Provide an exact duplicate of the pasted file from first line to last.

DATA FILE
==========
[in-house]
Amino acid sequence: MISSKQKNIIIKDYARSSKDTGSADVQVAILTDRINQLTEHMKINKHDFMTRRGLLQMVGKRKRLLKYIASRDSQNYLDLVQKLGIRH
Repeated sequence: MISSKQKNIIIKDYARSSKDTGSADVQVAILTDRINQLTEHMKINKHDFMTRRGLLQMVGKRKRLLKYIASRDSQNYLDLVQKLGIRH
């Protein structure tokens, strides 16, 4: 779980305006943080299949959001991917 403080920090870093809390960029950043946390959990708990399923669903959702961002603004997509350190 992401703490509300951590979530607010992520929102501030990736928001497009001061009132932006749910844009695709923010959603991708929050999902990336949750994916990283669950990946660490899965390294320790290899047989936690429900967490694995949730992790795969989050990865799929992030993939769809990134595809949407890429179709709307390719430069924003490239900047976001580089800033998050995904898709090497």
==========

[in-house]
Amino acid sequence: MISSKQKNIIIKDYARSSKDTGSADVQVAILTDRINQLTEHMKINKHDFMTRRGLLQMVGKRKRLLKYIASRDSQNYLDLVQKLGIRH
Repeated sequence: MISSKQKNIIIKDYARSSKDTGSADVQVAILTDRINQLTEHMKINKHDFMTRRGLLQMVGKRKRLLKYIASRDSQNYLDLVQKLGIRH
């Protein structure tokens, strides 16, 4: 779980305006943080299949959001991917 403080920090870093809390960029950043946390959990708990399923669903959702961002603004997509350190 992401703490509300951590979530607010992520929102501030990736928001497009001061009132932006749910844009695709923010959603991708929050999902990336949750994916990283669950990946660490899965390294320790290899047989936690429900967490694995949730992790795969989050990865799929992030993939769809990134595809949407890429179709709307390719430069924003490239900047976001580089800033998050995904898709090497």